The "Extraordinary Traffic" Appeal.

AS WE BRIEFLY STATED in our news columns last week, the decision of Mr. Just,ce Eve in the case of the Weston-super-Mare Urban Distriet Council versus Messrs. Henry Butt and Co., Ltd., in which it was sought by the Council to establish as a fact that, in changing over from horsed to motor traffic, the defendants had imposed upon certain roads within the area of the. Council" extraordinary traffic,", is being appealed against bythe defendants, supported by the general committee of the Commercial Motor Users Association, and, as.Mr. Justice Eve's decision was based upon the case of Hill versus Thomas,. which was decided by the Court of Appeal in 1893, it will be necessary for a final decision to be sought in the House of Lords.

The grounds upon which the decision was made to take the case to the highest tribunal in the land include, first, the possibility of obtaining a ruling to the effect that the mere change from horse to motor for the conduct of the same traffic is no ground for an "extraordinary traffic" action.

Another very important consideration is the fact that a large number of other actions for alleged " extraordinary traffic "damages are pending throughout the country, and these will be discouraged whilst the appeal is pending. Cinder the Locomotives Act of 1898, proceedings for the recovery of any expenses which shall prove to have been incurred as a result of extraordinary traffic must be commenced within 12 montha of the time from which the damage was done, or, where the damage is in consequence of any particular building, contract or work extending over a long period, proceedings must be commenced not later than six months after the completion of the contract or work. . The third factor in the decision is that there is a possibility of a reversal of the judgment owing to the facts which were found by the judge, namely, that Messrs. Butt's operations were in connection with an industry well established in the neighbourhood and carried out in precisely the same way as that adopted by other quarry owners in the district ; whilst there were the important facts that the wagons were found to be of a modern type, neither over-driven nor habitually overjoaded. .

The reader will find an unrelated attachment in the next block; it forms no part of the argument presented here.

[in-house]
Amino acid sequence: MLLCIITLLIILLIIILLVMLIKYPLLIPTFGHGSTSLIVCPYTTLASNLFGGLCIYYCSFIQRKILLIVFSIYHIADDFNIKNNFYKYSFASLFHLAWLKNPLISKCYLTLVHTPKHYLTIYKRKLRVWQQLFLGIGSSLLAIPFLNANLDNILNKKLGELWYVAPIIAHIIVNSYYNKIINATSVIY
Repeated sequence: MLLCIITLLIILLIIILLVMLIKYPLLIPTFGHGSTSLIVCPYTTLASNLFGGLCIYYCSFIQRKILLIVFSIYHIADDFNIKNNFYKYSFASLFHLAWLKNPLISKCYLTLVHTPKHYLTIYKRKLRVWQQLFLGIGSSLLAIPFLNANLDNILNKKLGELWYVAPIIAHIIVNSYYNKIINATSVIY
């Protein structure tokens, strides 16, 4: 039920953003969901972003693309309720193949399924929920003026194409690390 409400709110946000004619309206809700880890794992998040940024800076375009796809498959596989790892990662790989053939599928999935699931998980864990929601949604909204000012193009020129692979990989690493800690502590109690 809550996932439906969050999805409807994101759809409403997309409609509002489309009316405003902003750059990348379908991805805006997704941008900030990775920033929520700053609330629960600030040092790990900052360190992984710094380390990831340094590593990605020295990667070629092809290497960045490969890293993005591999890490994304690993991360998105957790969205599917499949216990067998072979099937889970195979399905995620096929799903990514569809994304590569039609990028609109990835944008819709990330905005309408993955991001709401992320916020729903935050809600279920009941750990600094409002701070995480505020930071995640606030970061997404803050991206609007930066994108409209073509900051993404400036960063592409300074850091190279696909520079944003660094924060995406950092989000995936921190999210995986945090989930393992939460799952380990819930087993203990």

Even should the appeal to the House of Lords be lost, that very result would greatly strengthen the case in favour of new legislation which shall be more in accordance with modern traffic requirements ; so that on every hand users of heavy commercial-motor vehicles stand to win by the fact that this case is to be pursued to the highest Court of Appeal.

It is estimated that the cost of conducting the case right through to the House of Lords, inclusive of the costs already incurred, will not 'exceed £7000. As the guarantee fund to the present exceeds 24000, there should be no trouble whatevet in obtaining the necessary financial backing for the appeal. Alcohol Motor Fuel Committee. -- MR. WALTER LONG, ITP., has appointed the following committee to investigate the available sources of supply of alcohol, with particular reference to its manufacture from materials other than those which can be used for food purposes, the method and cost of such manufacture, and the manner in which alcohol should be used for power purposes : Sir Boverton Redwood, Bart., Director of Technical Investigations in JIM. Petroleum Executive (chairman); Major Aston Cooper-Key, C.B. (nominated by the Home Office); Mr. Arnold Dhilip, Admiralty chemist (nominated by the Admiralty) ; Mr. H. F. Carlill, Industrial Power and Transport Dept. (nominated by the Board of Trade); Professor Charles Crowther (nominated by the Board of Agriculture and Fisheries); Dr. J. H;Ilincheliff, Department of Agri culture and Technical Instruction, Ireland (nominated by. the Irish Office); Brevet Colonel Sir Frederick Nathan (nominated by the Ministry of Munitions); Mr. H. W. Garrod (nominated by the Ministry of Reconstruction) ;• Sir H. Frank Heath, K.C.B. (nominated by the Scientific and Industrial Research Department); Sir Frederick W. Black, K.C.B.; Professor Harold B. Dixon, F.R.S. ; Brig.-General Sir Cape! Holden, K.C.B., F.R.S. ; Dr. W. R. Ormandy ; Mr. K S. Shrapnell-Smith; C.B.E., Deputy Director of Technical Investigations in H.M. Petroleum Executive ; Mr. Horace Wyatt, Imperial Motor Transport Council.

Mr. Shrapnel!-Smith will act as secretary to the committee, and all communications should be addressed to him at the office of ELM, Petroleum Executive, 12, Berkeley Street, London, W. 1. .The Committee's sittings will commence immediately.